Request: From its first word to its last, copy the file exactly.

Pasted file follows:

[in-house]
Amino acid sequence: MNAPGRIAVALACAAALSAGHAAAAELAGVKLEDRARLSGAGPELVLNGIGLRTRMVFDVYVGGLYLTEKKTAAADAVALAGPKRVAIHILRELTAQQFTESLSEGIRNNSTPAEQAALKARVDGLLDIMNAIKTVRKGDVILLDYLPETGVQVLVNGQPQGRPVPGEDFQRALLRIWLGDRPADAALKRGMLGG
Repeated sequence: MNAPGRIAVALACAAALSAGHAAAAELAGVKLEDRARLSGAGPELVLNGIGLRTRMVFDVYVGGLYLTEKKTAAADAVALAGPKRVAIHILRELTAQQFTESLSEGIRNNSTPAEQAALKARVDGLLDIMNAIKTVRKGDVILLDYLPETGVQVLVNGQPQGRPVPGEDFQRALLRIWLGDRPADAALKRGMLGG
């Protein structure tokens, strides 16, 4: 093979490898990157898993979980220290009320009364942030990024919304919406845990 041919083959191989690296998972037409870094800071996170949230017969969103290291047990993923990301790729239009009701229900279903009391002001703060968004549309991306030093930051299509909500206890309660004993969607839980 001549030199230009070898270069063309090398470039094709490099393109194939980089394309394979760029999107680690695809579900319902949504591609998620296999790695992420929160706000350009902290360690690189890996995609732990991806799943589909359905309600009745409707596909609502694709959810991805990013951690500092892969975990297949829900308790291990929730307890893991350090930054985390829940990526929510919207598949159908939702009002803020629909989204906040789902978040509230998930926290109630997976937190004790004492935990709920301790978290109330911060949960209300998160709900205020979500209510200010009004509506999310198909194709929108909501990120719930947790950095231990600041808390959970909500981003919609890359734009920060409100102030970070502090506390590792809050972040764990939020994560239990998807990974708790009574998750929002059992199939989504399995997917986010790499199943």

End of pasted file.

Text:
[in-house]
Amino acid sequence: MNAPGRIAVALACAAALSAGHAAAAELAGVKLEDRARLSGAGPELVLNGIGLRTRMVFDVYVGGLYLTEKKTAAADAVALAGPKRVAIHILRELTAQQFTESLSEGIRNNSTPAEQAALKARVDGLLDIMNAIKTVRKGDVILLDYLPETGVQVLVNGQPQGRPVPGEDFQRALLRIWLGDRPADAALKRGMLGG
Repeated sequence: MNAPGRIAVALACAAALSAGHAAAAELAGVKLEDRARLSGAGPELVLNGIGLRTRMVFDVYVGGLYLTEKKTAAADAVALAGPKRVAIHILRELTAQQFTESLSEGIRNNSTPAEQAALKARVDGLLDIMNAIKTVRKGDVILLDYLPETGVQVLVNGQPQGRPVPGEDFQRALLRIWLGDRPADAALKRGMLGG
């Protein structure tokens, strides 16, 4: 093979490898990157898993979980220290009320009364942030990024919304919406845990 041919083959191989690296998972037409870094800071996170949230017969969103290291047990993923990301790729239009009701229900279903009391002001703060968004549309991306030093930051299509909500206890309660004993969607839980 001549030199230009070898270069063309090398470039094709490099393109194939980089394309394979760029999107680690695809579900319902949504591609998620296999790695992420929160706000350009902290360690690189890996995609732990991806799943589909359905309600009745409707596909609502694709959810991805990013951690500092892969975990297949829900308790291990929730307890893991350090930054985390829940990526929510919207598949159908939702009002803020629909989204906040789902978040509230998930926290109630997976937190004790004492935990709920301790978290109330911060949960209300998160709900205020979500209510200010009004509506999310198909194709929108909501990120719930947790950095231990600041808390959970909500981003919609890359734009920060409100102030970070502090506390590792809050972040764990939020994560239990998807990974708790009574998750929002059992199939989504399995997917986010790499199943």